Desk of the president | 22 Jan 2024

Monday, 22 January 2024

Dear Fellow South African,  
The class of 2023 has made our nation proud.  
The matric results released last week showed an 82.9% pass rate for the cohort of matriculants who sat the National Senior Certificate (NSC) exam last year. This is the highest pass rate obtained since the NSC was introduced in 2008 and is a stellar achievement.  
The matric exam pass rate has been consistently improving over the past decade, from 78% ten years ago to 80% in 2022. A new record has now been set by the class of 2023. We have high expectations from the young South Africans who hope to sit the exam this year. The accomplishments of their predecessors should encourage them to set their sights even higher.  
This year marks 30 years since South Africa became a democracy with equal rights, dignity and freedoms for all.  The achievements of last year’s matriculants show the progress we have made not only in making education more accessible, but also in making it more equal.
By 2010, South Africa had attained the Millennium Development Goal of universal primary education. Since then we have made steady progress in improving secondary school and post-school outcomes.  
Education is about so much more than personal betterment or obtaining a qualification to seek gainful employment. It is a ladder out of poverty.  
In a country such as ours, universal access to education is by far the most impactful intervention in breaking the cycle of inter-generational poverty. It is our most effective weapon to overcome the effects of centuries of racism, discrimination and marginalisation of the black majority.  
To support young people on their learning journey and increase their prospects of completing school, the democratic state provides various forms of social protection to cushion vulnerable and indigent learners from the worst effects of poverty.  
These interventions include, among others, Early Childhood Development, social grants, a nationwide school nutrition programme, and no-fee schools.  
Government continues to invest heavily in improving school infrastructure, including school sanitation, and in the provision of teacher and learner support materials to schools in poor districts. To enable eligible young people from poor families to further their studies, the National Student Financial Aid Scheme funds the costs of their education.  
While we are proud of all our matriculants, we are particularly proud of the young people who have succeeded in the face of great hardship and adversity.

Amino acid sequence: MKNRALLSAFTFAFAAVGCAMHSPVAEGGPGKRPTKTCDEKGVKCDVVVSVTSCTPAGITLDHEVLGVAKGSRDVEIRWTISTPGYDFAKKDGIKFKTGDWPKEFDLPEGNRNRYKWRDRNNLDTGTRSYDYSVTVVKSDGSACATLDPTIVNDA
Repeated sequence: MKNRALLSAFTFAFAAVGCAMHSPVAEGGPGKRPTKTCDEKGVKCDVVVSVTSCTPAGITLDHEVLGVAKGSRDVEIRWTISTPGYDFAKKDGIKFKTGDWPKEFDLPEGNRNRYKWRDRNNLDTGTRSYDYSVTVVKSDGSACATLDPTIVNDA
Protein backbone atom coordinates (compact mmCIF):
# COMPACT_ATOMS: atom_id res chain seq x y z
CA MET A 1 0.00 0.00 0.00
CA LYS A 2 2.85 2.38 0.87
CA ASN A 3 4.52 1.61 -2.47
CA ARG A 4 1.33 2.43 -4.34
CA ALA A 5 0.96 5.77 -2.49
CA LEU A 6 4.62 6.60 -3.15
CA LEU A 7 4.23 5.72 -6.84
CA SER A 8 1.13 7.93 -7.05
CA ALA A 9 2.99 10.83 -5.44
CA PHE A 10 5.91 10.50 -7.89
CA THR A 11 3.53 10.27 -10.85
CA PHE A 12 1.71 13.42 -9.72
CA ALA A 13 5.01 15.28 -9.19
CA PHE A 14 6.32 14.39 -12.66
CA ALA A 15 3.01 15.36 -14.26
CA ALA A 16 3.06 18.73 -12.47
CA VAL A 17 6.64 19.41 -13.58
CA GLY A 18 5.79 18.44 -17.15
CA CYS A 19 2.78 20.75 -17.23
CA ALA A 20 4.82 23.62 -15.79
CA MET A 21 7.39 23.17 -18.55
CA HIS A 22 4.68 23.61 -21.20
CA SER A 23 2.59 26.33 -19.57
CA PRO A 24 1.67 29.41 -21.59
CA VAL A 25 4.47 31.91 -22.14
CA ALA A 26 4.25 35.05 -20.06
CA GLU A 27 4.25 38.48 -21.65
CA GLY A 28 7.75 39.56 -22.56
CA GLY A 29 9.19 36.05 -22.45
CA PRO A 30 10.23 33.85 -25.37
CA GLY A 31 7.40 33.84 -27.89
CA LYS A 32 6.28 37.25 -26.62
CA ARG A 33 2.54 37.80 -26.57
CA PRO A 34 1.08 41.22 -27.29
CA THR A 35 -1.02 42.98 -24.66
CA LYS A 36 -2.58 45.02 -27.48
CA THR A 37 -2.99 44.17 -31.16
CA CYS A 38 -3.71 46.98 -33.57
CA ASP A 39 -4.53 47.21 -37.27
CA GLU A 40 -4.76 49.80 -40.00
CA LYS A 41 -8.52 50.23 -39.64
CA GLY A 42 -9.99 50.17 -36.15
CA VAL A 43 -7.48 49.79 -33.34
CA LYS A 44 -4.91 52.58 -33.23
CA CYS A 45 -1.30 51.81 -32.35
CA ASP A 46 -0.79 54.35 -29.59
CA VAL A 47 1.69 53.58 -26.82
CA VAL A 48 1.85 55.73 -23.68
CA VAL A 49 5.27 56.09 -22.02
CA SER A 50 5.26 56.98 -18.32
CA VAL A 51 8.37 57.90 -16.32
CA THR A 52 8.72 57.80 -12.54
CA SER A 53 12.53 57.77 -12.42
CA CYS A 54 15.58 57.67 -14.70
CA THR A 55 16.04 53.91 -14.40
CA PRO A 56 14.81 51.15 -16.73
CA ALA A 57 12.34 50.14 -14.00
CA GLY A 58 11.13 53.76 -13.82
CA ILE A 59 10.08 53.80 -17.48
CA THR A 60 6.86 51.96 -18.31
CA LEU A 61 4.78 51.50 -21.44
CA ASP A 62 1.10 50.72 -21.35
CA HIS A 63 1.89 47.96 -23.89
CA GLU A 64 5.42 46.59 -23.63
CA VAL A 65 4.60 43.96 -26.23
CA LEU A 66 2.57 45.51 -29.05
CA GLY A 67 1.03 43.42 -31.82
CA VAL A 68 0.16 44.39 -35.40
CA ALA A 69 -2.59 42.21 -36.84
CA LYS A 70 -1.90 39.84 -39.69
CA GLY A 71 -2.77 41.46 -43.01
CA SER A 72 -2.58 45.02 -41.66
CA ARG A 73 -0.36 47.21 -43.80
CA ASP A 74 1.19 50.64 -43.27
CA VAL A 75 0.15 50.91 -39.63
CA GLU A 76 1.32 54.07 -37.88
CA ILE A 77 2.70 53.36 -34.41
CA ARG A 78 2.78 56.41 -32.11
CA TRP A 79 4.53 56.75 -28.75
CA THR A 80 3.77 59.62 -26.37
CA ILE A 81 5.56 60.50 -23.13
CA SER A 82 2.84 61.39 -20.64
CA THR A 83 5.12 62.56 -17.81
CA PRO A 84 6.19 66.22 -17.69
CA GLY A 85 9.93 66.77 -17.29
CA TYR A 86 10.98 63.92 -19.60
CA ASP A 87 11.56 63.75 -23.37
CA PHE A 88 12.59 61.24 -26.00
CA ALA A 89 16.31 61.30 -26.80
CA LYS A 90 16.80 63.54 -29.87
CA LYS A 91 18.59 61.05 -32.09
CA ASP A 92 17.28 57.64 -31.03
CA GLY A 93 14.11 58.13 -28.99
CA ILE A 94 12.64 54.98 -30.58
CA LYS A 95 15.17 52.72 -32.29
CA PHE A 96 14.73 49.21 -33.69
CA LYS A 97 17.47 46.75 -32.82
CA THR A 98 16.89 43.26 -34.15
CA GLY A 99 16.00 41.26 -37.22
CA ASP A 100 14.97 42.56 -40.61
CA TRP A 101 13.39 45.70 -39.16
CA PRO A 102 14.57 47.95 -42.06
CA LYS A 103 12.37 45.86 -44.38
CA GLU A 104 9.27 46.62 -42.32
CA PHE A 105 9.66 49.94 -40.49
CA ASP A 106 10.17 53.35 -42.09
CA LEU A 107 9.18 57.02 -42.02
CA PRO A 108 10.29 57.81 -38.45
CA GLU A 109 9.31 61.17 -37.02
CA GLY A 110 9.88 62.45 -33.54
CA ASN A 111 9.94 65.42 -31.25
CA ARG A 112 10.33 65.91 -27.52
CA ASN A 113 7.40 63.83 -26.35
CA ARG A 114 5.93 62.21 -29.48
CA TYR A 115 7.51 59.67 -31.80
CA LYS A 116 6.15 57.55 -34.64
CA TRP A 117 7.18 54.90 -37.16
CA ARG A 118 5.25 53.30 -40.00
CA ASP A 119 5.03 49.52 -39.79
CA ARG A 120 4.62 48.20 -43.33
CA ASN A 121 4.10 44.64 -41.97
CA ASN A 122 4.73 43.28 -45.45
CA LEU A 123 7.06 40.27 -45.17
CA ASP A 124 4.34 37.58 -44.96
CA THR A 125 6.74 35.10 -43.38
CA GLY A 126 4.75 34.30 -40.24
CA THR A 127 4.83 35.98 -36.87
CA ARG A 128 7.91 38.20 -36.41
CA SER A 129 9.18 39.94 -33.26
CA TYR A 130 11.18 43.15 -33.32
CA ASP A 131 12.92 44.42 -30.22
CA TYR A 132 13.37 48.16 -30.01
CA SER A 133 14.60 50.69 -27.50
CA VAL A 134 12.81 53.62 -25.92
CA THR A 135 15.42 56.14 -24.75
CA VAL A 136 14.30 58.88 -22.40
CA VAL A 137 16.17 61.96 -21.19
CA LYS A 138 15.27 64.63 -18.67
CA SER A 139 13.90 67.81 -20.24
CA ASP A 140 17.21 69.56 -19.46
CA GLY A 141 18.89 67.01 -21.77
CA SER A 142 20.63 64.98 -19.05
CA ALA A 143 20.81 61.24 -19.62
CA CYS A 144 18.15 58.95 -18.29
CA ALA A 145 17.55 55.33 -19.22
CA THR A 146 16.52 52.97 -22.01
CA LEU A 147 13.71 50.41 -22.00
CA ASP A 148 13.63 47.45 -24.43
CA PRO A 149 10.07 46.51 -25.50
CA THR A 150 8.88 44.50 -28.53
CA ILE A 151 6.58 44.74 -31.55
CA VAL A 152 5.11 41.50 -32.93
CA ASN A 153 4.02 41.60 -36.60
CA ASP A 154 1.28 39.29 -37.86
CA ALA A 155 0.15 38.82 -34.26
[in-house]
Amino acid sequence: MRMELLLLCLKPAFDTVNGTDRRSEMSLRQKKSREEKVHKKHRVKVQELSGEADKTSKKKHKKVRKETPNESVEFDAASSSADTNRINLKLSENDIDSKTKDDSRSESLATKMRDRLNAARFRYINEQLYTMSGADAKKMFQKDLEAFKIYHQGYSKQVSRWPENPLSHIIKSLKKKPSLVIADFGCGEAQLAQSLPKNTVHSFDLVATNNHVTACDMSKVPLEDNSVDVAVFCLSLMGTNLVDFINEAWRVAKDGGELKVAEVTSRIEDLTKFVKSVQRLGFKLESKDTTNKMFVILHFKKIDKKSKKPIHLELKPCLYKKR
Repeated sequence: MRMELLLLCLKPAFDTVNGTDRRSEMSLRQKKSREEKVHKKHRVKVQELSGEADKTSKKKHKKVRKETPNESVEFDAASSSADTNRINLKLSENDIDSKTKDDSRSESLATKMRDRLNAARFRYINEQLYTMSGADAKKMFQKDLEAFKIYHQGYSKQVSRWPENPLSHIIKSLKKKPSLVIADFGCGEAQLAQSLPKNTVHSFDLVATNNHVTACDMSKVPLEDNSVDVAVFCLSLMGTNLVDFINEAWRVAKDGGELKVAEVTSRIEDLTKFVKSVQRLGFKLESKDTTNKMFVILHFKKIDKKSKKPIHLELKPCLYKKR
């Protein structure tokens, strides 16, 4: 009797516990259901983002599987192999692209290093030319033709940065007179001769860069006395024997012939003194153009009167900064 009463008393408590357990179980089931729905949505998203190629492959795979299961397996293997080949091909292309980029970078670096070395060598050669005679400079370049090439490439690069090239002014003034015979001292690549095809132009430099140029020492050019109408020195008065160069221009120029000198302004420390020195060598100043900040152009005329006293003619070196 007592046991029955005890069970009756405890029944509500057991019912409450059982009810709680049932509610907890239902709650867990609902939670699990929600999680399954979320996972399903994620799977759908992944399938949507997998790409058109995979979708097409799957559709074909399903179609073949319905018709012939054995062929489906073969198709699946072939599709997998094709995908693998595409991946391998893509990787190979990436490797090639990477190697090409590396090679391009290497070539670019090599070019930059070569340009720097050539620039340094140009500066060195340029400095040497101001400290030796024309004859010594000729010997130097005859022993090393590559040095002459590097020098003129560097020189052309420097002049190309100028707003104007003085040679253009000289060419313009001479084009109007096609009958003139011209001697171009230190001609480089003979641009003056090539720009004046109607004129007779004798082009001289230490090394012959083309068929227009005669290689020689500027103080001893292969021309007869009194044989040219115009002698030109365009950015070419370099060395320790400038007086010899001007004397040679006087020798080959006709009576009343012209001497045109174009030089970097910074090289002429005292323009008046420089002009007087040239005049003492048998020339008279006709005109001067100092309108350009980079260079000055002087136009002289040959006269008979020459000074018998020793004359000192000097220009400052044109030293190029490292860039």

Included in the cohort of successful matriculants from last year are young people with disabilities, child care grant beneficiaries, learners from child-headed households, orphans, from informal settlements and from some of the poorest districts in the country.  
Of the 110 top performing learners in last year’s NSC exam, 62 were social grant beneficiaries. In 2023, matriculants who receive some form of social grant together achieved more than 160,000 distinctions, and more than 200,000 qualified for university entrance.  
Learners from no-fee paying schools constituted more than 65% of the total bachelor passes obtained. Three of the country’s most rural provinces – Eastern Cape, KwaZulu-Natal and Limpopo – contributed 59% of total passes with distinction.  
Of those who have now completed their secondary education, some will go on to further their studies and others will seek employment. I encourage all of society to reward the achievements of the many young people who have successfully passed secondary school by making more opportunities available to them.  
As government we have made the call for businesses to invest in our nation’s future by employing more young people, and, where possible, to do away with the requirement of prior work experience.  
I encourage companies to use the Employee Tax Incentive to hire more young job-seekers, to make more training and mentorship opportunities available, and to sign up with the Youth Employment Service and other initiatives being rolled out in partnership with government.  
For the many young people from disadvantaged backgrounds who passed matric this year, being given an opportunity to work or to study further is a way out of poverty. Let us give them hope. Let us give them a chance.  
As a country, we have laid the important groundwork for equitable access to education and ensured that young people are supported to finish school.  
It is now up to all of society to work together to ensure that every South African, young and old, is lifted out of poverty, given access to decent work and an opportunity to fulfil their true potential.  
With best regards,